The Interpretation of Cultures
by Clifford Geertz
p. 1977
Basic Books

      When I'm reading some complex bit of social science theory, I have to remind myself that no matter what discipline, ANY social science didn't exist 200 years ago- they are recent inventions.  It also pays to consider that 99% of the material for ANY social science has been rendered irrelevant by developments that have occurred since the late 1960s.  Specifically, the introduction of ideas outside of the "positivist" "social science as hard science" school of thought- larger known as "relativism."
     The idea that social sciences were an analogue of natural sciences foundered on the rocks of the complexity of human interaction, and attempts to revise various social sciences have in turn been dashed against the entrenched interests of the older generation of social science mandarins.   It's a bit of a sticky wicket, I suppose, but in day-to-day existence it means that you can't count on ANY of the social sciences for ANY insight into human behavior.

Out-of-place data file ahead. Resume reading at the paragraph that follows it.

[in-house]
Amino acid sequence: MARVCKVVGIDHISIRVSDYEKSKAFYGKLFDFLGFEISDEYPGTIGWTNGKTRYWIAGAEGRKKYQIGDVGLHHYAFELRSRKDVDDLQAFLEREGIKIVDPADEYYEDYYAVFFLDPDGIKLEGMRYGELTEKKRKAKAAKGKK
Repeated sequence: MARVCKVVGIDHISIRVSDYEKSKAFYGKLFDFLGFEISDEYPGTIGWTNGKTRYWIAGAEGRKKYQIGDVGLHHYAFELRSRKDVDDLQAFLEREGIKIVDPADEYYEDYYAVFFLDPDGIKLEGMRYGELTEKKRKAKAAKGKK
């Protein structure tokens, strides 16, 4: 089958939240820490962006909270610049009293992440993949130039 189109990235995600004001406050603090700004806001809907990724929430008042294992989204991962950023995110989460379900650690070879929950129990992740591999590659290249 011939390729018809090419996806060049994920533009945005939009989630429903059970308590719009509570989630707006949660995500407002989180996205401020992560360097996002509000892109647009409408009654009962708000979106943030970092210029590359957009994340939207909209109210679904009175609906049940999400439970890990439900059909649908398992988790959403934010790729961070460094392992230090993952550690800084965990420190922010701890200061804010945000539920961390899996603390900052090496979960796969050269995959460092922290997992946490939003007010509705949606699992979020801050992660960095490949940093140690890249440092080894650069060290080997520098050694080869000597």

It's a sad state of affairs, and I analogize the state of social sciences to the state of the music industry: Rendered largely irrelevant by updates in technology, and not sure what to do about it AND free falling into oblivion in the mean time.
       One of the revolutionariness in the shift away from positivism into an arena of "relativism" was Clifford Geertz.  Geertz was a trailblazer in the social science of Anthropology, introducing sophisticated ideas about human interaction that had been developed by European philosophers like Wittgenstein, sociologists like Max Scheler and linguists like Saussure into the contemporary american discipline of Anthropology.